The story of the Paris love lock bridge

You may not have heard of the Pont des Arts by its real name – but you might have heard of the ‘love lock’ bridge in Paris. It’s the pedestrian bridge known for its railings covered in padlocks, locked there by loving couples who sign their initials and throw the key into the Seine river below.

Beginnings

The Pont Des Arts began life in Napoleonic France, a beautiful cast-iron project designed to resemble a garden reaching over the Seine. After bomb damage during WW2, and numerous boat collisions, the bridge was torn down in 1979, and replaced with a new bridge in 1984.

The romantic gesture of signing a padlock and throwing away the key in Paris (and quite a sweet idea, I must agree) spread amongst visitors sometime around 2008. The idea is thought to have originated in Hungary or Germany, but the Pont Des Arts became the most popular spot. And when it first began, it looked very charming.

Here's the extent of the love locks when I visited Paris in 2012...
Here’s the extent of the love locks when I visited Paris in 2012…

Popularity

The idea took off from there, even making it into the 2013 film Now You See Me. And as time went on, the bridge started collecting a lot of locks.

The once ordinary wire fence became swollen and lumpy as locks were attached to other locks, and in many parts, you couldn’t even see through anymore.

Here it looked back in 2012...
Here is the comparison from back in 2012…
...And here's the same bridge in July 2014!
…And here’s the same bridge in July 2014!

Then the bridge began to look like trash…

Hawkers quickly cottoned onto the phenomenon, and padlocks and permanent markers were sold on the banks of the Seine for a few Euros. By 2014, as the craze spread to nearby fences, it was clear that the bridge had too many locks.

Without space for locks (and motorbike locks), people have taken to plain old spray paint graffiti.
Without space for locks (and motorbike locks), people have taken to plain old spray paint graffitiing.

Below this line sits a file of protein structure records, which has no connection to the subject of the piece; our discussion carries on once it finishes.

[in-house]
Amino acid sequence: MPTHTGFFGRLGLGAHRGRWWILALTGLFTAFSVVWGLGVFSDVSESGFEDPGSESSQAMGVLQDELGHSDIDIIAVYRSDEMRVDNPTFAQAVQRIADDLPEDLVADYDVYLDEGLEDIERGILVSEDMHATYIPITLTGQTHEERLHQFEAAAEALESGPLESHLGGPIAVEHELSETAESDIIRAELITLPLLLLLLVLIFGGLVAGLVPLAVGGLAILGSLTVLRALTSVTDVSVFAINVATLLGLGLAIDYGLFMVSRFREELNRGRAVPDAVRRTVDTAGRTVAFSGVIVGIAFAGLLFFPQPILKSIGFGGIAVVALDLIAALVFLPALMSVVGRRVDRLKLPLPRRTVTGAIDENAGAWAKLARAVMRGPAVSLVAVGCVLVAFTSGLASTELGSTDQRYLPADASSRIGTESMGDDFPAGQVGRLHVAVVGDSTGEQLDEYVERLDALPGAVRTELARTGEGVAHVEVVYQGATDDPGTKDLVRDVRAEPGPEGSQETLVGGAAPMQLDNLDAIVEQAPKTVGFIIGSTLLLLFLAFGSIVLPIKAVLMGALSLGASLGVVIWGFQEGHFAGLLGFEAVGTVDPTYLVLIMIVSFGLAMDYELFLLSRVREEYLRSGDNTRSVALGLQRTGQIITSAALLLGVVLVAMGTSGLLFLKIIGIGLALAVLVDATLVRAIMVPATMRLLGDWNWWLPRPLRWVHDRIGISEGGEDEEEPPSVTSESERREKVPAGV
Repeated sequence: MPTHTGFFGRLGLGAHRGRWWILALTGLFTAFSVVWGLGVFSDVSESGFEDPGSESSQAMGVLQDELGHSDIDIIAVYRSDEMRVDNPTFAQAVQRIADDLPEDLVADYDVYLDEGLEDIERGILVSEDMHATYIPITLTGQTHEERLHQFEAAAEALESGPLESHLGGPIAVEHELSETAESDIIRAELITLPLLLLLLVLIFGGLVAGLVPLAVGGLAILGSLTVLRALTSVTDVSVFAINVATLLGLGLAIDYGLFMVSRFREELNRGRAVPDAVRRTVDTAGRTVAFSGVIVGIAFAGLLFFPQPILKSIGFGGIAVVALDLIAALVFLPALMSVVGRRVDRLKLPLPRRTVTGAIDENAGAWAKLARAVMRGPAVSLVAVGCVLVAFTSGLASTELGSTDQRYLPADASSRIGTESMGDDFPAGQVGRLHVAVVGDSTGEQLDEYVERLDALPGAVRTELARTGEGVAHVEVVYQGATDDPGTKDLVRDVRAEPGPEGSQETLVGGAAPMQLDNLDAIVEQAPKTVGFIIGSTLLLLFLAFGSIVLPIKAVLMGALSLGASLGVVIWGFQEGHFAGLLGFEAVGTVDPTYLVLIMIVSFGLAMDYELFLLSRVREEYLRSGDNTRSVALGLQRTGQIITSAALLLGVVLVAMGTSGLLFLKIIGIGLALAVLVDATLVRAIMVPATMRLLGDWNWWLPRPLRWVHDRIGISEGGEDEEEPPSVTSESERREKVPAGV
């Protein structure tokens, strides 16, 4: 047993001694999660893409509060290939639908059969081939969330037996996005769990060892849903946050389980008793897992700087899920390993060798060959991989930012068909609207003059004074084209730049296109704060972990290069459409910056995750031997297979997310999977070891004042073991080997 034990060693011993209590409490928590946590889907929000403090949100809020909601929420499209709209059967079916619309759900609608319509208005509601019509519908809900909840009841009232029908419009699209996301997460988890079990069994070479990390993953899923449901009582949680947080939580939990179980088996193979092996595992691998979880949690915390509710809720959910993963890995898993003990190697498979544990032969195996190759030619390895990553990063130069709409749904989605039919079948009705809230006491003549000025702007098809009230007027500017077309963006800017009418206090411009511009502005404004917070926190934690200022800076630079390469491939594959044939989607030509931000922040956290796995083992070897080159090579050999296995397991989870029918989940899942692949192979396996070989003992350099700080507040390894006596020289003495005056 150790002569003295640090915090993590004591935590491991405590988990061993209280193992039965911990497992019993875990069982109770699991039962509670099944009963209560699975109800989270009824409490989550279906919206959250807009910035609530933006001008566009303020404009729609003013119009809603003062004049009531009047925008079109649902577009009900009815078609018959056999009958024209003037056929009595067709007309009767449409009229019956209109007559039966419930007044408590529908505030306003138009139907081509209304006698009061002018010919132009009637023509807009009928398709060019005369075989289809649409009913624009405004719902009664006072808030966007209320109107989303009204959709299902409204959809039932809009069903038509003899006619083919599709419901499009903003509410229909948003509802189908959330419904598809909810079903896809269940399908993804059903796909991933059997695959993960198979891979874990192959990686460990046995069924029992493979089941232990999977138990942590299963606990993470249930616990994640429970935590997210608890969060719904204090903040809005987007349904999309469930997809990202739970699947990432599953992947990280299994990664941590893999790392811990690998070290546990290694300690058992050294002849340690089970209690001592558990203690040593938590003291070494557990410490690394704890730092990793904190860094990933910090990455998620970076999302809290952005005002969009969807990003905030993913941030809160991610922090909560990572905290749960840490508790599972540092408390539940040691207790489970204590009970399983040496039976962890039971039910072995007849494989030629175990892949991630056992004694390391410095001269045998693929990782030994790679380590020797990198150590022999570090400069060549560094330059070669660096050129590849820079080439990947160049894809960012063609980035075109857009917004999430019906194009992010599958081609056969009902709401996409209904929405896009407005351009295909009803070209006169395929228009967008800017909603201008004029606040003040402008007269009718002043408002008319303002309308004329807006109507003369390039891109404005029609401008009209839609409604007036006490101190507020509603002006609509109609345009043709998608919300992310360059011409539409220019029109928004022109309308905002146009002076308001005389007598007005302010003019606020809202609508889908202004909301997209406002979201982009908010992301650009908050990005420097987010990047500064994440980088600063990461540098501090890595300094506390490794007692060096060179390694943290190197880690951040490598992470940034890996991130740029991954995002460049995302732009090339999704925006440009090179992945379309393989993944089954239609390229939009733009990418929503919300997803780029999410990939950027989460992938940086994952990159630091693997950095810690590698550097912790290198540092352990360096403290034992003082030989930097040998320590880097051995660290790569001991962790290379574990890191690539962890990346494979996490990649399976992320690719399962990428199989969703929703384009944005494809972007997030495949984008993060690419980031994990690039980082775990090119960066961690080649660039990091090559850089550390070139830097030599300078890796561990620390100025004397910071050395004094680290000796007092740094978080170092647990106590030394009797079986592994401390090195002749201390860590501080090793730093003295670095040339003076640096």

Eventually, the collection looked like a junkyard. People spray painted messages on the side, massive bike locks were attached, and the fences began to sag and warp under the weight.

Railings collapse!

Then, in June 2014, a section of the railing collapsed – half a ton of brass and steel pulled clean off the bridge. More railings were taken down for safety. The city became understandably anxious that someone on the bridge or on a boat would be crushed one day.

DSCN8804
The fallen panels have been replaced, but the locks are coming back.

Replacement fences went up, but these too were soon filled with love locks.

The decision was made in 2015 to remove all of them. Over one million locks were taken down, and when all totalled, the bridge was supporting 45 tonnes of metal as extra weight. That’s like stacking more than 28 cars on a bridge built for pedestrians only!

What’s more, there were concerns that the keys of unbreakable love were corroding and polluting the river water below.

The new bridge

Whilst new railings were being made, temporary wooden panels were erected with graffiti art using the padlock as a theme. Eventually, the final railings were installed; large X-shaped bars too thick to place a padlock, to replace the chain-linked fences.

The love locks spreading...to Pont d'Iéna...
The love locks spreading…to Pont d’Iéna…

What happened to the locks next?

In 2017, sections of railings went up for sale at auction, to raise money for refugees. Starting at 200 Euros per 150-lock bunch, the love locks ended up raising 250,000 Euros!

But love locks never die – the craze is still alive and well, spreading to other locations all around the world.

Is it graffiti to add a lock to the bridge? A lovely gesture? Or a tourist trap? Let me know in the comments below!


4 thoughts on “The story of the Paris love lock bridge

  1. Perfect example of the negative effects of something “gone viral”.

    As you mentioned, it was cool before it got mainstream and every began copycatting. Now theirs a safety hazard, with a aesthetically displeasing bridge to boot.

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